Matt Yglesias rightly criticizes these comments for failing to recognize that what is legal is not necessarily morally right.

What Obama did was to criticize the hedge fund managers who forced Chrysler into bankruptcy for doing something that, though legal, Obama (correctly) viewed as immoral. Is that really such a crazy course of action?

Confusing the legal with the moral one of my pet peeves, but in this case I think the problem lies elsewhere.

It is an article of faith in our society that corporations have one and only one moral responsibility—that is to their shareholders to whom they are contractually obligated. According to Milton Friedman, who most famously articulated this principle, for a corporation to do something for the good of society, at the expense of shareholders, is a kind of theft.

In contemporary capitalism, corporations are granted the legal status of persons who can sue and be sued, who possess rights, and can make claims on the rest of society. Yet they are “persons” with one and only one obligation—to maximize profits for shareholders. If an investment fund can increase share price by a dime by destroying a company and throwing thousands of people out of work, it is morally obligated to do so!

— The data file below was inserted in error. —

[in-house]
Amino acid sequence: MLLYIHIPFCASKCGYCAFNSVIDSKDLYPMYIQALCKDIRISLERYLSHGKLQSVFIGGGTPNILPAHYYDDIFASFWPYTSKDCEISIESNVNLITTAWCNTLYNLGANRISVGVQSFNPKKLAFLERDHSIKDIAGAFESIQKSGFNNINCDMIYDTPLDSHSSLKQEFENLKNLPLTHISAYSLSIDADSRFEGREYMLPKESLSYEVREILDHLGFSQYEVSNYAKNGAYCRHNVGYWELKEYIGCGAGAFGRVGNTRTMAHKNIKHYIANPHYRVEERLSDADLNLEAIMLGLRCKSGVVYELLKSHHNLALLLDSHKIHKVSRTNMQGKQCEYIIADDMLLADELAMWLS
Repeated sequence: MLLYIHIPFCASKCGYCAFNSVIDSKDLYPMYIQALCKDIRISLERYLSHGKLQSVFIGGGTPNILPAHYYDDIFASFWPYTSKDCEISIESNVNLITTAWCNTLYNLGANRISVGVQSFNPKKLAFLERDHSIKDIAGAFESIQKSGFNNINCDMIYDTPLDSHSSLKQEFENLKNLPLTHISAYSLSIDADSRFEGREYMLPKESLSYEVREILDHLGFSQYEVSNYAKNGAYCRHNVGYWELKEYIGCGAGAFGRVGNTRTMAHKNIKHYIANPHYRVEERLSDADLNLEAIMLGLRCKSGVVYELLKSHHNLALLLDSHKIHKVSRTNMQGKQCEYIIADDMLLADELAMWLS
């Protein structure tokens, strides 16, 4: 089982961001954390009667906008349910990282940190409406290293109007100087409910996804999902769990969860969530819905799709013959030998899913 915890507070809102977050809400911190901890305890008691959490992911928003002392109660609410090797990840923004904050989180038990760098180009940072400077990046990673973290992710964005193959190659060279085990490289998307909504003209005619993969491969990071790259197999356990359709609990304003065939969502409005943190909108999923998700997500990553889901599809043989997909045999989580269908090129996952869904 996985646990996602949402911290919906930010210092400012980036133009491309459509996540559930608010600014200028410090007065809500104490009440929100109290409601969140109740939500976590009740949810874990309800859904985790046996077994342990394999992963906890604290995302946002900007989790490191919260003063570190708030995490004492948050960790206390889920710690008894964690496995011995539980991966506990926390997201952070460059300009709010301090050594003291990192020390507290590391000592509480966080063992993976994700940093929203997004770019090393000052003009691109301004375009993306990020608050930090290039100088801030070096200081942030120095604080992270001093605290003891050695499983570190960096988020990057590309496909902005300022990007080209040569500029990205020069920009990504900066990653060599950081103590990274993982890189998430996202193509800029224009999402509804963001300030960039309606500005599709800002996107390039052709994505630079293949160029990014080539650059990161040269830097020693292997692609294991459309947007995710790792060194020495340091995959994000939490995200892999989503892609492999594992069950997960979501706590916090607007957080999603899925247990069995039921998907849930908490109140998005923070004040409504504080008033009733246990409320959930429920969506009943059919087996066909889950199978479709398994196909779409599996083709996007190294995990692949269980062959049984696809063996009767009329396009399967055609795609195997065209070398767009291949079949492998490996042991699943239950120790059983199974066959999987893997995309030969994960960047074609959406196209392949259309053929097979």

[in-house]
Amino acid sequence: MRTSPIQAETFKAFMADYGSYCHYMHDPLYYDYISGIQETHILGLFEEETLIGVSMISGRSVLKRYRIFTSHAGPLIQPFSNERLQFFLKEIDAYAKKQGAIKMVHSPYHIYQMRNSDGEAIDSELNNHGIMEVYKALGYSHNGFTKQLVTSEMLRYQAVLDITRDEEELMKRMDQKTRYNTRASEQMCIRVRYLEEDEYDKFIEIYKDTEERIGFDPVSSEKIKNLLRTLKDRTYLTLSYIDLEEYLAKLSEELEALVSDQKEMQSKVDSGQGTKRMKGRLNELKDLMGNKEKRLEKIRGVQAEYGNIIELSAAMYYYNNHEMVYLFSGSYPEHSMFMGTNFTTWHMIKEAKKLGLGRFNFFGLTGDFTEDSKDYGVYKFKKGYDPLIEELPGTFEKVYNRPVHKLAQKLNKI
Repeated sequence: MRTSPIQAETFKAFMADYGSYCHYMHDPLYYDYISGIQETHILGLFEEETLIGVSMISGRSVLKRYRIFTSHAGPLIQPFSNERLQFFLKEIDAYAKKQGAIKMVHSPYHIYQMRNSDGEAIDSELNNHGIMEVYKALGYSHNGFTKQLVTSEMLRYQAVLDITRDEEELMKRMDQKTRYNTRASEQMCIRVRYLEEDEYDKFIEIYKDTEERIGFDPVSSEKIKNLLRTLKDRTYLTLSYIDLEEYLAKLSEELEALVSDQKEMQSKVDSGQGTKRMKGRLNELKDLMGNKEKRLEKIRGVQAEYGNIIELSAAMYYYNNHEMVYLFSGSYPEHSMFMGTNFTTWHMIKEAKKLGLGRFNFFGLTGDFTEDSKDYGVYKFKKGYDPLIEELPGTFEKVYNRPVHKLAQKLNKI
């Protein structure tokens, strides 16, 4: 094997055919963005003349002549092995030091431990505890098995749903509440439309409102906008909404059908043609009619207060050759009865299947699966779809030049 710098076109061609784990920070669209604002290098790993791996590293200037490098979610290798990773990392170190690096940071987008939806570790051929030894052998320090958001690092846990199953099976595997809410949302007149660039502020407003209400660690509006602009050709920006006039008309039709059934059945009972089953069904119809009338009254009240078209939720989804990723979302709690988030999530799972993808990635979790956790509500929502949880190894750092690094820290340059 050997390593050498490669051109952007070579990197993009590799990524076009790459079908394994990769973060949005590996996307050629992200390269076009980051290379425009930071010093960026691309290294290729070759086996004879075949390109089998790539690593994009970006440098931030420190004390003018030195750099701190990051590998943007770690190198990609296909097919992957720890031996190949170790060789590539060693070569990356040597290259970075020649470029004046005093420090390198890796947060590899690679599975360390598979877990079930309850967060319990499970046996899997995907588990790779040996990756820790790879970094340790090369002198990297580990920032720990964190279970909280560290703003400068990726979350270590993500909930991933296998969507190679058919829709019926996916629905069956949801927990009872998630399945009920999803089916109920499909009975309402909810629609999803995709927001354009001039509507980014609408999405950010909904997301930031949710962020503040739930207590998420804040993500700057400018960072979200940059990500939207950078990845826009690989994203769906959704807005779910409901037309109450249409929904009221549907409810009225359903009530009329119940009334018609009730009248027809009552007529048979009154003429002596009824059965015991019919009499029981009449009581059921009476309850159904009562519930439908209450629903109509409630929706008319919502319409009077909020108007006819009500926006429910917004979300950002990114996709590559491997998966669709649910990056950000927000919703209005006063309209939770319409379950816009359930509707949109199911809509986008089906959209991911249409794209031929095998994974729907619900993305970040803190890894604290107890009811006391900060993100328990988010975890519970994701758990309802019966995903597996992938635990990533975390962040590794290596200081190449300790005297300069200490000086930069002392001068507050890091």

As Joel Bakan argues in his film (and book) The Corporation, a person who is free from all responsibility except maximizing her own welfare is a psychopath. Corporate law has essentially created massive, unregulated, powerful psychopaths on which all of us depend for our material existence.

That in a nutshell is our problem today.

I discuss some possible solutions in Reviving the Left.


The Road to Imperial Ruin March 31, 2009

Posted by Dwight Furrow in Current Events, Dwight Furrow's Posts, Ethics, Political Philosophy.
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Cross-posted at Reviving the Left..

One of the main themes of Reviving the Left is that the ethics of care is relevant in the political arena in areas such as foreign policy.

Unlike moral theories that strive for universality, and thus focus on what human beings have in common, the ethics of care rests prescriptions on knowledge of particular persons, their circumstances, and their differences, and the cultivation of empathy and perceptiveness to gain such knowledge.

Matt Yglesias makes a point about our approach to Pakistan that implicitly reinforces the importance of an ethic of care.